And in the end it will also help the teachers to implement the use of Social Media in the classroom. If everyone knows what is happening there is no need to ban it anymore, right?

If it is done right this could be the beginning of something big. All you need is to print out some invites to the parents and get the ball rolling.

#Edchat 10-06 Engaging and Preparing Students through Technology


There are again two topics for tonight’s #Edchat which are very close on the votes but also very close from the topic itself.

If lessons aren’t engaging students, shouldn’t we address that, as opposed to blaming the Internet or Technology for being a distraction?

How are we as educators preparing our students for a technology rich & technology competitive society?

For all of you who visit my blog for the first time a little bit about myself and the perspective I will approach this topic from. Beside this education 2.0 blog of mine where I try to cover most of the things happening on the business sector of online education I am an independent language coach. For about 3 years I teach about 90% of my lessons online. I am specialized in conversational lessons with adults from around the globe. I used to teach children and teenagers offline for about 4 years, too.

Therefore my view on the #Edchat topic is from the edupreneurial point, the view of an independent language coach who uses the internet as teaching platform 7/7.

So with no further ado here are my thoughts on the two topics. I hope you get something out of it.

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#Edchat 09-22 Social Media in our Society and Education


Today on the #Edchat poll there are two topics rivalring closely in popularity and votes . The good thing is that I think they are related to one another, so I would like to cover both questions in this post.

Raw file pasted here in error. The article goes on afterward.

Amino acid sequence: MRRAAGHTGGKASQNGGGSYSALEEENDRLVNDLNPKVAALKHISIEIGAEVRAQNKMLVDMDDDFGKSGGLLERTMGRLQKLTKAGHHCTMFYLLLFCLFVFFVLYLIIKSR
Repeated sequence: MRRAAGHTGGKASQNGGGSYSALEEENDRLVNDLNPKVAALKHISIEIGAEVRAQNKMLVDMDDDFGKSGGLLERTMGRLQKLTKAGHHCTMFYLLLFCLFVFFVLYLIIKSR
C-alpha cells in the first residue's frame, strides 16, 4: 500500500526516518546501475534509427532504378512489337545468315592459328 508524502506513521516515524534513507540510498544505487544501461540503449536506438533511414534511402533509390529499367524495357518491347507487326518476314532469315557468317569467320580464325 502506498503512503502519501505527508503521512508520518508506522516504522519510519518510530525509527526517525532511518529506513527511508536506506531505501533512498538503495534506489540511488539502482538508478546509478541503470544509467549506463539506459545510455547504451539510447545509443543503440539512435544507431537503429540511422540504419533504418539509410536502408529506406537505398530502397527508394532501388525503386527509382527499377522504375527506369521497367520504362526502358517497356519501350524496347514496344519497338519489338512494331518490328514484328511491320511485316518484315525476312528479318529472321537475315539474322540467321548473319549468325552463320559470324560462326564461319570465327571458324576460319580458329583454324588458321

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#Edchat 09-01 How to prevent Social Media Burnout


First of all, for every guest on my blog who is not familiar with my background yet: I am, amongst other, an independent language coach who works only with adults.

My point of view is therefore from the business side. I am not a classic school teacher, in fact I started my career from a legal background specialized in European law as well as the history of law and legal systems. But I always had a big interest in languages so after my studies I took this road.

I just wanted to let you know as many of you will be refered by Twitter and I think most of you will be classic school teachers. Nevertheless, I hope you will find some interesting points in my post :).

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#Edchat 08-25 Does homework raise attainment?


As I am not a classic school teacher I would like to cover this topic from a business point of view.

Being an independent language teacher homework is a very effective tool for me and for my students it definitely raises attainment. The reason for this is simple: homework is outsourcing.